The most obvious benefit of net metering is to consumers. If you install net metering in your home, you can reduce the amount of money you spend each year on energy. You can even make money if you produce more than you consume and your utility company pays you for that excess energy at the retail rate.
Here are a few other benefits of net metering:
- The system is easy and inexpensive. It enables people to get real value for the energy they produce, without having to install a second meter or an expensive battery storage system.
- It allows homeowners and businesses to produce energy, which takes some of the pressure off the grid, especially during periods of peak consumption.
- Each home can potentially power two or three other homes. If enough homes in a neighborhood use renewable energy and net metering, the neighborhood could potentially become self-reliant.
- It encourages consumers to play an active role in alternative energy production, which both protects the environment and helps preserve natural energy resources.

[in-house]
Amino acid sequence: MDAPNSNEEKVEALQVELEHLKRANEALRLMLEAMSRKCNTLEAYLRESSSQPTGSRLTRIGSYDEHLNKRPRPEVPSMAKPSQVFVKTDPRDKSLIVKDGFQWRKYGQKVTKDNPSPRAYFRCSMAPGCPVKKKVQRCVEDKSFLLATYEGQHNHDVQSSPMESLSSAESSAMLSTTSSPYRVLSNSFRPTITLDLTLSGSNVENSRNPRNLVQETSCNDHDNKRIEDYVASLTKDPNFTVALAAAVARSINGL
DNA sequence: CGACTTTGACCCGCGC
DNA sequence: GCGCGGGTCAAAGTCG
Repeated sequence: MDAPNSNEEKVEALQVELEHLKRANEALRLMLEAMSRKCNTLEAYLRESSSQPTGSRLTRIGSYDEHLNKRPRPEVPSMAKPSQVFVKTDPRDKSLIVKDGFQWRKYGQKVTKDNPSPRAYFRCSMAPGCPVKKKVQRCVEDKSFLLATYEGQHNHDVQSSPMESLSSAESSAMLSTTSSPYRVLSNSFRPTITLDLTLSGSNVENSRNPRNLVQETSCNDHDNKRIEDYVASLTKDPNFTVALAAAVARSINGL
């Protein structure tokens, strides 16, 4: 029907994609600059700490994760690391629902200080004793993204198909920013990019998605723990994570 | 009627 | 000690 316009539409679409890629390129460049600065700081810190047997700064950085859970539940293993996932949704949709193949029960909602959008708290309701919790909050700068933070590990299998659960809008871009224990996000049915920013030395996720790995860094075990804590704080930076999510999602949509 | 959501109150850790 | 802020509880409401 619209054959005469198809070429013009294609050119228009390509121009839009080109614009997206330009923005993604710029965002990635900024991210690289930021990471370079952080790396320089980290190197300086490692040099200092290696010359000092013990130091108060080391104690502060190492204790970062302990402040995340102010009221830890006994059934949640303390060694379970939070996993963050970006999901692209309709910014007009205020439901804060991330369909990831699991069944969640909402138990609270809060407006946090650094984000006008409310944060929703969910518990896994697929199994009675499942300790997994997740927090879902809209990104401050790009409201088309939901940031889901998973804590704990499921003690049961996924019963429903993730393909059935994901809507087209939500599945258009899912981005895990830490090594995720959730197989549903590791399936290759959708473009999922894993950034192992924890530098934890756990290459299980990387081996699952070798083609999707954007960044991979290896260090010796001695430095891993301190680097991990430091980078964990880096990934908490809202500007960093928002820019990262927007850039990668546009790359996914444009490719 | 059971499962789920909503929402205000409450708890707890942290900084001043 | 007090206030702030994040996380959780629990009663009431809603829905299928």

- Homes that use net metering tend to be more aware of, and therefore more conscientious about their energy consumption.
- It saves utility companies money on meter installation, reading and billing costs.
The amount of money homeowners can save with net metering depends on how much energy they produce. A 10-kilowatt residential wind energy system can save a consumer an estimated $10 to $40 a month [source: American Wind Energy Association].
Not everyone is sold on the idea of net metering, however. To the utility companies, the idea of consumers buying less power from them (and even having to pay consumers for the energy they produce) means shrinking profits. For that reason, they have opposed many proposed state legislations that would have made it easier for consumers to use net metering.
In the next section, you'll see which states have been successful in creating net metering regulations.